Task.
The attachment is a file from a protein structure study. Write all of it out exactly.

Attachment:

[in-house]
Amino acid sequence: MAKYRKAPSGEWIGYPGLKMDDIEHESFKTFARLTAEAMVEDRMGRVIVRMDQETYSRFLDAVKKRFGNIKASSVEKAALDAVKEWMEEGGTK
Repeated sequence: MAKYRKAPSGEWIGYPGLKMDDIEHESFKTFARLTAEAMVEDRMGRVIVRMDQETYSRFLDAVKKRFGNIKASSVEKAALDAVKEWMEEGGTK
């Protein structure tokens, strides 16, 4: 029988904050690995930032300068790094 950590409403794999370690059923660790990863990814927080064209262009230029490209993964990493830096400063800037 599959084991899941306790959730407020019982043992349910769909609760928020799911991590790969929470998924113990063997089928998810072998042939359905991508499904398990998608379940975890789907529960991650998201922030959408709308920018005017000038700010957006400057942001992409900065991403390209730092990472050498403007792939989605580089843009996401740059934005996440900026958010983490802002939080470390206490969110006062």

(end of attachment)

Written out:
[in-house]
Amino acid sequence: MAKYRKAPSGEWIGYPGLKMDDIEHESFKTFARLTAEAMVEDRMGRVIVRMDQETYSRFLDAVKKRFGNIKASSVEKAALDAVKEWMEEGGTK
Repeated sequence: MAKYRKAPSGEWIGYPGLKMDDIEHESFKTFARLTAEAMVEDRMGRVIVRMDQETYSRFLDAVKKRFGNIKASSVEKAALDAVKEWMEEGGTK
């Protein structure tokens, strides 16, 4: 029988904050690995930032300068790094 950590409403794999370690059923660790990863990814927080064209262009230029490209993964990493830096400063800037 599959084991899941306790959730407020019982043992349910769909609760928020799911991590790969929470998924113990063997089928998810072998042939359905991508499904398990998608379940975890789907529960991650998201922030959408709308920018005017000038700010957006400057942001992409900065991403390209730092990472050498403007792939989605580089843009996401740059934005996440900026958010983490802002939080470390206490969110006062």